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Suppose I have an arbitrary function $f$ of $n$ variables.

For simplicity, let's assume that $n=3$. Suppose that I have its explicit form, $f(x,y,z)$ and I want to expand it into a sum of terms, each of which is separable in all variables, i.e.

$$f(x,y,z)=\sum_i a_i(x)b_i(y)c_i(z).$$

How would I do that? No additional properties are required and the multiplicative constant can be either factored out, distributed over all 3 functions in each term, or included only in one of the functions, it's irrelevant. What's relevant is that $a_i$,$b_i$ and $c_i$ depend only on a single variable.

I tried using this, but it doesn't work with more complicated functions. In my cases, I need to separate a mess with a lot of $\Gamma$-functions. I don't really care about the form of these single-variable functions, they can be in closed form (if it exists) or they can be expressed through a series expansion, as long as it's exact.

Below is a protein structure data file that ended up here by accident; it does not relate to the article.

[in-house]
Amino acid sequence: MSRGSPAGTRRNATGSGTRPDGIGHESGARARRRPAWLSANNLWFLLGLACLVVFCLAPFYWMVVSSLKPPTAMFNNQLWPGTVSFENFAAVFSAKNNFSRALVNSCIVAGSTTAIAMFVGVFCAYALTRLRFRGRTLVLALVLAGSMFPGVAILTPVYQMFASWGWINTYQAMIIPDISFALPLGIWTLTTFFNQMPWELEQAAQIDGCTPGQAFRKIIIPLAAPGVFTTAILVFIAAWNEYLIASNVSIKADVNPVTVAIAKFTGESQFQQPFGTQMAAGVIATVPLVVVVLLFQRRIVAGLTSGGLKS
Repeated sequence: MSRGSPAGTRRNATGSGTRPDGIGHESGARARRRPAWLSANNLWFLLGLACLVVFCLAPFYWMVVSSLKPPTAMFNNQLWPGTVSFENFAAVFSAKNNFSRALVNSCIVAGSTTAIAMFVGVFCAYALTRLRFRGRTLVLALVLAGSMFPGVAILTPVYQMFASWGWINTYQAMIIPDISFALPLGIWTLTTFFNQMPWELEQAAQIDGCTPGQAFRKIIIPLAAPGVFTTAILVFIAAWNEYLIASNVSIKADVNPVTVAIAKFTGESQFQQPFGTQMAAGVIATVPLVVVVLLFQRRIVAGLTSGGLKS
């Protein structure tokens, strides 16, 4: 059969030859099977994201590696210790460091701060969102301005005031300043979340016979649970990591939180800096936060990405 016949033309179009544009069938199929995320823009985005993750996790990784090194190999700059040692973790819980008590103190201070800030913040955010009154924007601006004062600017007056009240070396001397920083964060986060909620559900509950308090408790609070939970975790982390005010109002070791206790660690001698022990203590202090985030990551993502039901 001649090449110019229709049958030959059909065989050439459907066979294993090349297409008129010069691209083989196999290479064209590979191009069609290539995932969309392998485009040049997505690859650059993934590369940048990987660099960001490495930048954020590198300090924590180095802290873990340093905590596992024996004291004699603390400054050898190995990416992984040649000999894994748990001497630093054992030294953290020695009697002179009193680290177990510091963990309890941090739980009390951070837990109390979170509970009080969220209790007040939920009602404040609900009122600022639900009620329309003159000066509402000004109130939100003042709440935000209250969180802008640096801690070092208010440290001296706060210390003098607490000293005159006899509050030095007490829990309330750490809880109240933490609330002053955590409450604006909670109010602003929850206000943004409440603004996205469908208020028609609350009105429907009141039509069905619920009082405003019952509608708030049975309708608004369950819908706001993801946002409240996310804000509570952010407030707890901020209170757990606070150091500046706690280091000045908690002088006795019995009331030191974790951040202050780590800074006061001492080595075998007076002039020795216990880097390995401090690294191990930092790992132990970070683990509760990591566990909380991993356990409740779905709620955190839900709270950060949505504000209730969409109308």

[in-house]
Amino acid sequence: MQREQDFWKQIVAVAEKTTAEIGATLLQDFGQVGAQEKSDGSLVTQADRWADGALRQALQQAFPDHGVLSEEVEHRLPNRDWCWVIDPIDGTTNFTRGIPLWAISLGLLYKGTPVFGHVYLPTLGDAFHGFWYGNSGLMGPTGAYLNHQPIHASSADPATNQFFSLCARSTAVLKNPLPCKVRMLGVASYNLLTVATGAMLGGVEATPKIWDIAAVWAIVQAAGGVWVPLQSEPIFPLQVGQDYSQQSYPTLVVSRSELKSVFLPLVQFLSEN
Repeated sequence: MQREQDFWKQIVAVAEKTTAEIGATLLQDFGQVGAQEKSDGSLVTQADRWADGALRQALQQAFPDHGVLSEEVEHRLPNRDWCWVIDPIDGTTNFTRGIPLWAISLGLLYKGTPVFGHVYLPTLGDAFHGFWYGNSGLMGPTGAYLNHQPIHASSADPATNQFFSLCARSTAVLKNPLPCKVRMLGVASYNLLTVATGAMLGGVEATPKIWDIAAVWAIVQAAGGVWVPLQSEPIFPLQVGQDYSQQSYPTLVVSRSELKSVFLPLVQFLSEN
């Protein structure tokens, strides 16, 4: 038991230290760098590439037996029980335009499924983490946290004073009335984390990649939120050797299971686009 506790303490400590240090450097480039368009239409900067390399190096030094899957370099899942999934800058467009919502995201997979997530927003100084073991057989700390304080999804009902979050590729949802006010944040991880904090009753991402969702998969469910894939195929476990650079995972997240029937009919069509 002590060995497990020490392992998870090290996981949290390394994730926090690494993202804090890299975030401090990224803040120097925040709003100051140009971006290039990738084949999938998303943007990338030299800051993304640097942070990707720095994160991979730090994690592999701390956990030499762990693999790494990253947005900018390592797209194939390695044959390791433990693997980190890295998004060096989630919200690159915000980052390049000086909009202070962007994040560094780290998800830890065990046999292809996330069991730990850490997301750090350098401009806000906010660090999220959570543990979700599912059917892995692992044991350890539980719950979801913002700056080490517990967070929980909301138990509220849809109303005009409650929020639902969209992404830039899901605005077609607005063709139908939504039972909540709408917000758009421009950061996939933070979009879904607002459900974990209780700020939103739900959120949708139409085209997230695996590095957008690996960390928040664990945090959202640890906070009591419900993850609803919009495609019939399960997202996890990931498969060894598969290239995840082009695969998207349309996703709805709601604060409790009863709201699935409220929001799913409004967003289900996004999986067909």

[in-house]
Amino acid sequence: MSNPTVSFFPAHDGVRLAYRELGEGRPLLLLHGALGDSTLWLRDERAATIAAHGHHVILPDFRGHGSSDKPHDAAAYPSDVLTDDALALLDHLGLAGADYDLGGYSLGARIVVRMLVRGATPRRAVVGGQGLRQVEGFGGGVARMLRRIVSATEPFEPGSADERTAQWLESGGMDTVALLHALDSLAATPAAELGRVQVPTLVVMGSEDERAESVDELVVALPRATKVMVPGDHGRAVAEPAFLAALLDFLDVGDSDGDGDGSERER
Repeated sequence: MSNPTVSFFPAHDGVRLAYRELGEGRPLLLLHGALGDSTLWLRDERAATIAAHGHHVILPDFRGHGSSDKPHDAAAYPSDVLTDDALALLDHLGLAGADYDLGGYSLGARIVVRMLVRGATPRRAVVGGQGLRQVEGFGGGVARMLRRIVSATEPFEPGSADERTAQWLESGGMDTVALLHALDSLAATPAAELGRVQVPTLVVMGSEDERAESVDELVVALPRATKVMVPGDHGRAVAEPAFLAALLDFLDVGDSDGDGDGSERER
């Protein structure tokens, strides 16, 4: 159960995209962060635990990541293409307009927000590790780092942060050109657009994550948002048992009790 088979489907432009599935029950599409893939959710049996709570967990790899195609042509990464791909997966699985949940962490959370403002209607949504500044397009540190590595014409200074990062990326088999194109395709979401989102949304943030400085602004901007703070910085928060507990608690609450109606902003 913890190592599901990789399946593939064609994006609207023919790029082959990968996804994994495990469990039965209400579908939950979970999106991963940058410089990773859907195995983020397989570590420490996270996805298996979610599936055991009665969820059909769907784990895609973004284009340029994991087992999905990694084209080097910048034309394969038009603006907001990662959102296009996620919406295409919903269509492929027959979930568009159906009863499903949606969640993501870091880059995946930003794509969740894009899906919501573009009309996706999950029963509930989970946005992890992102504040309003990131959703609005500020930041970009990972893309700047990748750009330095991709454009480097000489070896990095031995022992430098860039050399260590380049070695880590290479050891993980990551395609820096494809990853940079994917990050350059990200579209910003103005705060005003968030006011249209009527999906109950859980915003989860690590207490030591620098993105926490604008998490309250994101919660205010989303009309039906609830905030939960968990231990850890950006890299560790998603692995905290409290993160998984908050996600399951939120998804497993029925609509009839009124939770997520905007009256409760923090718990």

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  • $\begingroup$ An example where the referenced link doesn't work would be helpful. $\endgroup$ – Carl Woll Nov 21 '17 at 19:41
  • $\begingroup$ Anything with a $\Gamma$, even something as simple as $\Gamma(x-y)$ or $\Gamma(xy)$. $\endgroup$ – PhysSE is Cancer Nov 21 '17 at 20:04
  • $\begingroup$ Are you looking for something like Series[Gamma[x - y], {x, 1, 3}, {y, -1, 3}] or Series[Gamma[x y], {x, 1, 3}, {y, 1, 3}]? $\endgroup$ – Carl Woll Nov 21 '17 at 20:17
  • $\begingroup$ That doesn't give me the exact solution, it truncates the series, I need the explicit form, something like SeriesCoefficient[Gamma[x y], {x, 1, n}, {y, 1, m}] but this doesn't seem to work for anything more complicated than a polynomial. $\endgroup$ – PhysSE is Cancer Nov 21 '17 at 20:47
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    $\begingroup$ Might want to check work by Frederick Chapman, Keith Geddes, and one or two others on "Geddes series". But I'm not sure thier approach will recover the exact form as opposed to a tensor product approximation for some region. $\endgroup$ – Daniel Lichtblau Nov 22 '17 at 16:55

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